Tuesday, September 15, 2009

Grandma's Bread #13

Making a going-away loaf for my lady, who will be San Jose at sommelier school next week. No better reason to bake some comfort food that she can bring with her!

Grandma's Bread #13 - Sept 14-15, 2009

Makes 2 loaves

1-1/4 cups water
2 cups buttermilk
1-1/3 cup rye flour

6-1/4 cup AP wheat flour
2 tsp yeast
1/2 cup honey
3-1/2 + 1/8 tsp table salt

1. Over medium-low heat, warm buttermilk and water, stirring occasionally, just until it curdles and remove from heat. Stir in all rye flour, cover tightly and leave at room temperature overnight (at least 12 hours).

2. In stand mixer bowl, pour in rye mixture. Add yeast, then honey, then flour. Using beater attachment, mix on speed "2" for 2 minutes, until the dough is uniform. It will look like a thick, uniform batter at this point. Cover with plastic wrap and let rest for 10 minutes (should be 20, but I used 10 min this time).

3. NOW ADD THE SALT ALL AT ONCE. Mix using dough hook for 8 minutes, set to "2" (low speed). You may need to clean the dough hook once in a while. Dough will be very thick and sticky; it will never clear the sides of the bowl, more like a thick wet batter...it will not stop sticking! This is why the stand mixer is so handy. Total kneading time is 8 minutes. You will see some gluten strands forming in the dough towards the end.

6. Grease two bread pans with butter, and dust them with white flour. Using a wooden spoon or stiff bowl scraper, turn out the sticky dough onto a very well floured board. Form into a single round; dough will be very soft but with a well-floured board, won't be very sticky and will form a smooth surface. Cut dough into 2 equal pieces, shape dough into loaves (they will feel pretty soft, not quite baby's bottom but close) and place in bread pans. Press down on dough to get loaf to expand across the bottom of the pan. Cover with inflated plastic grocery bag, and leave in warm place to rise for 2.5 hours.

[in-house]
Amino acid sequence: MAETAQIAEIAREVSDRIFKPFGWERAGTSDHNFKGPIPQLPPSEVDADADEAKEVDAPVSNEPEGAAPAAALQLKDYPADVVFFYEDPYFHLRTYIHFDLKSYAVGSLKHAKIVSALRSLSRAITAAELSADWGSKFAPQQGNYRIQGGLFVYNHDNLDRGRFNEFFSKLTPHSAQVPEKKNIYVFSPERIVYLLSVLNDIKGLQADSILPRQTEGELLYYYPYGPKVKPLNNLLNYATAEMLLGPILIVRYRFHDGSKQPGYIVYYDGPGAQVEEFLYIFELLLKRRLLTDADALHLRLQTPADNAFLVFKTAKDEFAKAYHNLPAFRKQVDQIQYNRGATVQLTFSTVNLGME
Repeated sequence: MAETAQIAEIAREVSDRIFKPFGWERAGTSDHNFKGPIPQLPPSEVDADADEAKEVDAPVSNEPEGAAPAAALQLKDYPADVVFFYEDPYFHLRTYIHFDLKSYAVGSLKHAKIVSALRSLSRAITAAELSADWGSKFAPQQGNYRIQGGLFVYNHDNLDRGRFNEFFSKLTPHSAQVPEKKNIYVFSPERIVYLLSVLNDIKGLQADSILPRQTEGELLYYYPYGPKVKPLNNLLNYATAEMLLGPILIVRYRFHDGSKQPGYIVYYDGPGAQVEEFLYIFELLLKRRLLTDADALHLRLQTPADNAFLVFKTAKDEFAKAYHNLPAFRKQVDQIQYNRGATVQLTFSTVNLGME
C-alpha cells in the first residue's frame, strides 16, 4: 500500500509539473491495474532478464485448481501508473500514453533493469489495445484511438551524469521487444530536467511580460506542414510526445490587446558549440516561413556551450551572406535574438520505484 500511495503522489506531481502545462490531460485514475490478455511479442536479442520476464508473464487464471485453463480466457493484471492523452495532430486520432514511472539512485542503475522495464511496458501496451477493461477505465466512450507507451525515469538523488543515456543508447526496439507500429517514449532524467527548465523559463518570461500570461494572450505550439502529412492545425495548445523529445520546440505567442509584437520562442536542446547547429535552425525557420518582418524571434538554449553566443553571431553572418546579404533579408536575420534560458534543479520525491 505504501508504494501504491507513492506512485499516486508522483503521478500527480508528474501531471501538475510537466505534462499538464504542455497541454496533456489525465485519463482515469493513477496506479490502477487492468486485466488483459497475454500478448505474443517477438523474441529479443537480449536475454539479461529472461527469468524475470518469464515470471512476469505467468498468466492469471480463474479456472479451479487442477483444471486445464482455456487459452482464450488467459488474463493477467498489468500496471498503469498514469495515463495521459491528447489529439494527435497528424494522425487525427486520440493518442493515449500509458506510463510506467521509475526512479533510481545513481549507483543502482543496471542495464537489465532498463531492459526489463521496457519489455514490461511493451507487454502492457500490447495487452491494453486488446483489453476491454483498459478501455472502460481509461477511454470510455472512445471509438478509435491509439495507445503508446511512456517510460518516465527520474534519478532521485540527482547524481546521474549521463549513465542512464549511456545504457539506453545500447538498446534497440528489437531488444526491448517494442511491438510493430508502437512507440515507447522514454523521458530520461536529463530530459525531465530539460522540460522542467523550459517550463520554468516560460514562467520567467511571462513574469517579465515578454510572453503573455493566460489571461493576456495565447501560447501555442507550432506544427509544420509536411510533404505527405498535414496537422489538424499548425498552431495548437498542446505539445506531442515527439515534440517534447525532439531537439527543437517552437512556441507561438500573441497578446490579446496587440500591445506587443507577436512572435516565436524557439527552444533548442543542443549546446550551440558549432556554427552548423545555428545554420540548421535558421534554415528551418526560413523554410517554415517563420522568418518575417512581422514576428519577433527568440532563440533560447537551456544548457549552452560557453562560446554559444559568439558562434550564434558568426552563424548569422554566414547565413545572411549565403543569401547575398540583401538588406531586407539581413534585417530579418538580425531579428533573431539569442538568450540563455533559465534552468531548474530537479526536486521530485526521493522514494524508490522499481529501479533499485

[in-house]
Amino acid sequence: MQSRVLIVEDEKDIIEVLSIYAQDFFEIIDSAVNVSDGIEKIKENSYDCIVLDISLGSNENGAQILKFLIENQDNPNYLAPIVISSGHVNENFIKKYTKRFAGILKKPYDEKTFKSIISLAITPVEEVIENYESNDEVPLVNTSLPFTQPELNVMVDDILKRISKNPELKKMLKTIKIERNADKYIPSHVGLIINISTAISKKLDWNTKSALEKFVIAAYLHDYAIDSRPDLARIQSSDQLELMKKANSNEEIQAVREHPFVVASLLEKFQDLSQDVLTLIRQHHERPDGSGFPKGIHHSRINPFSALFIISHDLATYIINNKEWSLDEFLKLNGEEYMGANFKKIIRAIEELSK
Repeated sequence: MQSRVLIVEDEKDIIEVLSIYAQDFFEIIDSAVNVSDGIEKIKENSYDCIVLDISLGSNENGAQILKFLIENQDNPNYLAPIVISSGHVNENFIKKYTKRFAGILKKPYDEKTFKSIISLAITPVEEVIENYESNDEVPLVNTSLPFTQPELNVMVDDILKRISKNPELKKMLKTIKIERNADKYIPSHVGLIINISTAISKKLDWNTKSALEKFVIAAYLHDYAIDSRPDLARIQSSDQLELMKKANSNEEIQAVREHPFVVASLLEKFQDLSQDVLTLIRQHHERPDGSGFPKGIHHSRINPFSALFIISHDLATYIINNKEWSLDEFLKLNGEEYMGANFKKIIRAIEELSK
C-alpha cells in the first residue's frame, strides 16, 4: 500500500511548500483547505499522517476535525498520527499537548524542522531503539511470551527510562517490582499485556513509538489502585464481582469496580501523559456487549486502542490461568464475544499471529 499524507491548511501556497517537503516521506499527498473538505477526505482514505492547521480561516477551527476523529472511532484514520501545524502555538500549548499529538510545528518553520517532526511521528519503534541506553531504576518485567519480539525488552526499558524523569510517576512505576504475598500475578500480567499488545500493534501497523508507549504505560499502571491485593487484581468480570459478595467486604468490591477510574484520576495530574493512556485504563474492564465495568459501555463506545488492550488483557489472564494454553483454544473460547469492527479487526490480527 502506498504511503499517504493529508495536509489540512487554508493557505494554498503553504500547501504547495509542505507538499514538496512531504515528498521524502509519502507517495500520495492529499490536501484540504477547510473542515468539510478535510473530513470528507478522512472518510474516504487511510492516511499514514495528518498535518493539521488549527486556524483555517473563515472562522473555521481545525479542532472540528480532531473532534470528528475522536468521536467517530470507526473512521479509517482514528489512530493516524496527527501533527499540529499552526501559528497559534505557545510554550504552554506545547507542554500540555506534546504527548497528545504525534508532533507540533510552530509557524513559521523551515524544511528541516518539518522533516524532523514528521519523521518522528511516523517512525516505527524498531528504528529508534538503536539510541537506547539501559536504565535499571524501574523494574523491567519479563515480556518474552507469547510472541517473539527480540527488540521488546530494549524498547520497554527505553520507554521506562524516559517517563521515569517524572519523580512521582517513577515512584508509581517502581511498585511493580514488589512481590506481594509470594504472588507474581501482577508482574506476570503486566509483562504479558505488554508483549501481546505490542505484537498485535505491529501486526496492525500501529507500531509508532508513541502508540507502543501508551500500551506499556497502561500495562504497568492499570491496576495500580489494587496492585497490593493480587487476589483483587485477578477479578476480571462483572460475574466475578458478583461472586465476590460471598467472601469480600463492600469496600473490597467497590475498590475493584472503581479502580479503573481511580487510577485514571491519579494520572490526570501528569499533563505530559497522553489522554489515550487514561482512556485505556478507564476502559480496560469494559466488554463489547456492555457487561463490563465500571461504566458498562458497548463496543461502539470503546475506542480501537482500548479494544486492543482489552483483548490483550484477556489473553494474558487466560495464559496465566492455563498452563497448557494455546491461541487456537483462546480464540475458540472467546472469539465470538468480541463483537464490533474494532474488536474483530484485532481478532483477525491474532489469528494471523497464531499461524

7. Cover with inflated plastic grocery bag, and refrigerate for 6 hours.

8. Cover loaves with a towel, and let rise again at room temp (~74F) for 2 hours.

9. Preheat oven to 450, adjust racks to put bread on 2nd to lowest rack, and put an empty broiler pan at the bottom. Slash loaves down the center with a serrated knife or a sharp razor blade, and place bread pans on rack in the oven. Add 1 cup hot water to pan to steam and close door. Bake at 450 for exactly 40 minutes; they will look dark chocolate brown (almost black!) on top.

10. Take bread from oven, remove from pans. Let cool on rack, uncovered, for at least 30 min; will still be warm 2 hours later.

11. Store in large Ziploc freezer bags when cool; this will help promote a soft crust.

  • Inflatable grocery bag worked very well! Even when dough stuck to it, was easy to peel off without ruining texture.
  • Crust is as good as #12. There were huge, puffy bubbles on the top crust. Had to deflate these before baking; even then a few popped up.
  • Interior is less holey (see pix). I think it needs more fridge ferment time, more like #11 and #12
  • Flavor is the same, again, slightly more damp, with same flavor and texture.
  • Good rise and good oven spring.
  • Overall interior seems more damp than #11 and #12; but not too damp, still good. After 30 minutes of resting, still feels like there's steam/moisture coming out.
  • Brush tops with butter this time after removing from oven. Gives it a nice shine!
Notes/Next time:
  • Go back to longer fridge ferment time; 7.5 to 8 hours will be best, or overnight (like v11).
  • Might have used 5 extra minutes of bake time, or even letting it rest in the pan after removing from oven.

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